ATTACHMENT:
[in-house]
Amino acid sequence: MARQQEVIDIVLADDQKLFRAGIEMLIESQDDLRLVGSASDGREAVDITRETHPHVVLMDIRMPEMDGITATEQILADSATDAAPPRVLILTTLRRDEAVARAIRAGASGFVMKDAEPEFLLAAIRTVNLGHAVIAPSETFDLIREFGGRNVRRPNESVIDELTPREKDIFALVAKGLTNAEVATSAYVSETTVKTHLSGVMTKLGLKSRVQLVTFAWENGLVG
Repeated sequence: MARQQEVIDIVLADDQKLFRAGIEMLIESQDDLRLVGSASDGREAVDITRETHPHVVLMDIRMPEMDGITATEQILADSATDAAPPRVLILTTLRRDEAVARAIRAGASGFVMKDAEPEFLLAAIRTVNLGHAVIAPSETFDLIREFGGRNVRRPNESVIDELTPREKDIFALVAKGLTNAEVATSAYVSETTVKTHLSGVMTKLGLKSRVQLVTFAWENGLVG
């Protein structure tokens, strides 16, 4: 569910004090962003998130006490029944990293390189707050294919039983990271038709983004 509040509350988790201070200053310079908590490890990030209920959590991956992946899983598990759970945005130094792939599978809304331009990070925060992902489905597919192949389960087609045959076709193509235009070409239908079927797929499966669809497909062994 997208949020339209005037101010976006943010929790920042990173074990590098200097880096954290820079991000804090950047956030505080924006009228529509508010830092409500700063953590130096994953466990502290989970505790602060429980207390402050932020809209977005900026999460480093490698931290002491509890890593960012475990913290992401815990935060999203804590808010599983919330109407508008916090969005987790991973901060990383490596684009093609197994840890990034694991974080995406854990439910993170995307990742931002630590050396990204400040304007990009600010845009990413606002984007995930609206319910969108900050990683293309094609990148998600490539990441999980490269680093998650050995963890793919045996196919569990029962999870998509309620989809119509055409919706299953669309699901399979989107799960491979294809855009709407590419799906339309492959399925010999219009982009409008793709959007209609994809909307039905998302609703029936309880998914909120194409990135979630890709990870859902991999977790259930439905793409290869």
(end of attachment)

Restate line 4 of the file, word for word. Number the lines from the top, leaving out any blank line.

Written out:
């Protein structure tokens, strides 16, 4: 569910004090962003998130006490029944990293390189707050294919039983990271038709983004 509040509350988790201070200053310079908590490890990030209920959590991956992946899983598990759970945005130094792939599978809304331009990070925060992902489905597919192949389960087609045959076709193509235009070409239908079927797929499966669809497909062994 997208949020339209005037101010976006943010929790920042990173074990590098200097880096954290820079991000804090950047956030505080924006009228529509508010830092409500700063953590130096994953466990502290989970505790602060429980207390402050932020809209977005900026999460480093490698931290002491509890890593960012475990913290992401815990935060999203804590808010599983919330109407508008916090969005987790991973901060990383490596684009093609197994840890990034694991974080995406854990439910993170995307990742931002630590050396990204400040304007990009600010845009990413606002984007995930609206319910969108900050990683293309094609990148998600490539990441999980490269680093998650050995963890793919045996196919569990029962999870998509309620989809119509055409919706299953669309699901399979989107799960491979294809855009709407590419799906339309492959399925010999219009982009409008793709959007209609994809909307039905998302609703029936309880998914909120194409990135979630890709990870859902991999977790259930439905793409290869």